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One mental trick to prevent website visitors from leaving

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You might be familiar with the concept of resistance.

If not, I’ll let Steven Pressfield describe it:

There’s a secret that real writers know that wannabe writers don’t, and the secret is this: It’s not the writing part that’s hard. What’s hard is sitting down to write. What keeps us from sitting down is Resistance.

If you’re a creator of any kind, creating for your business or for clients, you probably face resistance every single day.

I know I do, every day I’m writing this newsletter.

It never gets easier.

Still, I sit down to write.

Because I made a commitment.

To myself and to my readers.

And this got me thinking about it deeper…

Where does this commitment stem from?

Could this be applied to our prospects?

In other words, can we help our website visitors, our leads, enter this state of commitment and push through the resistance they face right before buying?

So I reverse-engineered it.

I came up with a simple idea that comes from coaching.

In short, separate decision from implementation.

See, whenever we approach something new, something that feels like work, or something that requires us to invest our resources (money, energy, time) – we have the tendency to jump to visualizing the final goal.

In some cases this could come in handy for us copy people. Writing about benefits after all, is basically creating a vision for prospects.

But in other cases it can start a big spiral into overwhelm and procrastination.

It increases cognitive load.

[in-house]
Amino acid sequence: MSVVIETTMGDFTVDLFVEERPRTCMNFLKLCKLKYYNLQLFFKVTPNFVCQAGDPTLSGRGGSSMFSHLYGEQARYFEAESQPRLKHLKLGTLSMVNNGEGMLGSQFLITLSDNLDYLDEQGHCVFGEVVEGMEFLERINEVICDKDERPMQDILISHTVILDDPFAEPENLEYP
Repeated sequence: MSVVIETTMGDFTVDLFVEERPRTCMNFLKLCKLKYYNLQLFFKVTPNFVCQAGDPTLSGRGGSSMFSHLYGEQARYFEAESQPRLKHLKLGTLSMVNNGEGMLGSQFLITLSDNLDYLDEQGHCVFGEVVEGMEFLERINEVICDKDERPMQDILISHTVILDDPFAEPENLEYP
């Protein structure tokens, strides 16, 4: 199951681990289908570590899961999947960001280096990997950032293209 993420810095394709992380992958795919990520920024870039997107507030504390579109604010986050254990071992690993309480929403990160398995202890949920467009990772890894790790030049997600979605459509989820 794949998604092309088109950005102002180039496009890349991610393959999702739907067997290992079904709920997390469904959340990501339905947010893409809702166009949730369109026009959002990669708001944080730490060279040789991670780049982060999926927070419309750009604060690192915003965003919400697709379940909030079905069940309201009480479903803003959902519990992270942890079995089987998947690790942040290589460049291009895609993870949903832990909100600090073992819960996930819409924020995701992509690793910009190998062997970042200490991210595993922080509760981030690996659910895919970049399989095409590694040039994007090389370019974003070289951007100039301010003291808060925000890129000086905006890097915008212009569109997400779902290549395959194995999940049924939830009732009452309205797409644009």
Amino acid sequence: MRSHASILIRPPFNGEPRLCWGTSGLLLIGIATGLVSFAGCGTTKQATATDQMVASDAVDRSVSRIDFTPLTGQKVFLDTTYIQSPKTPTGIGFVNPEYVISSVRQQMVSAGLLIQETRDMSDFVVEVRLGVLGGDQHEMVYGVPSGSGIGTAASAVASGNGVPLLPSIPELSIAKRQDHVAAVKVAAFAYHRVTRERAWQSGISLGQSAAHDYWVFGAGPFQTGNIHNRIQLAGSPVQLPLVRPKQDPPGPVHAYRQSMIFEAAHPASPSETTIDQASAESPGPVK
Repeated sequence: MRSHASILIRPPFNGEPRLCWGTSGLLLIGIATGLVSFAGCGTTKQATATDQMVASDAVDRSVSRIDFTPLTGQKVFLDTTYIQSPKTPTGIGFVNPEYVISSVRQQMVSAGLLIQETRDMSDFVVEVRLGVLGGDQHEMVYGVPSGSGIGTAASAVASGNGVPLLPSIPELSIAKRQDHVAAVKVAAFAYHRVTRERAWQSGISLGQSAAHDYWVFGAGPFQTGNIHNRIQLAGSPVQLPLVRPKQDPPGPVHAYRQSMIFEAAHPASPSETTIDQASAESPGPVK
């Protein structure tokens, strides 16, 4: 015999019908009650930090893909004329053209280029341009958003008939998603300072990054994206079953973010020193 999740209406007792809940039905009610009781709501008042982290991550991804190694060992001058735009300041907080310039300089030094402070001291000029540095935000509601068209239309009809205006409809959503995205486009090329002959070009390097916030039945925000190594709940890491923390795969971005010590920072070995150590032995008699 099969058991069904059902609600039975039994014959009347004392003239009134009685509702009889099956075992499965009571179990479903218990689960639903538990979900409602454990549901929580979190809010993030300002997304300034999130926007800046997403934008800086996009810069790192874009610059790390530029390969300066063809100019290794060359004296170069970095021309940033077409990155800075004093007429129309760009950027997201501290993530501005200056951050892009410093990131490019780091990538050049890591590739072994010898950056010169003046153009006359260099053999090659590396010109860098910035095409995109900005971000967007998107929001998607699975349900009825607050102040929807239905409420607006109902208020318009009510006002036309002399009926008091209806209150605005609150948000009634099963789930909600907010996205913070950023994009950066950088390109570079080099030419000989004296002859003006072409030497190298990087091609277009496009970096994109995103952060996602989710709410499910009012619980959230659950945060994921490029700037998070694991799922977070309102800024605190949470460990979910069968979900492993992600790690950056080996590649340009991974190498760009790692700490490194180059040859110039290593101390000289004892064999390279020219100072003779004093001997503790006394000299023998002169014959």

That’s when our potential buyers get scared and leave our website.

It’s because they envisioned a future where they will have more work to do before achieving their desired outcome.

They bypassed the decision stage and went straight to the implementation – all inside their heads.

That’s why, separating decision from implementation with your copy and UX is sooo important.

Your rule of thumb should always be to first help prospects decide.

Then, once they’re fully committed and on board with their own decision, help them think about how easy the implementation will be.

It’s the reason why asking for something as simple as an email address separately from the rest of an onboarding form works.

Consider these as two separate conversion goals:

  1. Decision: What do they need to believe to accept your claims?
  2. Implementation: How can you make their final vision feel effortless and within reach?

If you want to reduce bounce rate or increase sign ups and purchases, I’d always look into how you’re doing this.

If you’re not having good results, chances are you’re bundling these two conversion goals together.

It’s a great diagnostic tool to keep in mind.

Have a great weekend.

Quote and reflection of the day:

“Power returns to the person when rewards are no longer relegated to outside forces.”

  • Mihaly Csikszentmihalyi, Flow

The more you value inner rewards the more energy and control you have in your life.

Awesome newsletter corner

I’ve been reading a really good book lately: “The attention merchants”. It’s about how advertising commercialized our attention for profit – often to the detriment of consumers. I love getting the perspective from the other side of the fence. Especially as an ad/copy guy. It keeps us grounded.

Anyway, speaking of attention we’re bombarded with news, Youtube videos and podcasts every single minutes (hell, my podcast list is growing every day). Reason why I love news aggregators, especially those with an interesting perspective and insights on a niche/industry.

You should check out the newsletter No Time For Dat. For busy ecommerce entrepreneurs –  you can finally save time with free ecommerce news and trends snapshots sent 3x a week.

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brain dump?

Every week I write about what I’m learning at my copywriting/UX desk ,with fun, insightful and quirky stories.

Let’s nerd about decision making, persuasion, habits, and conversion optimization.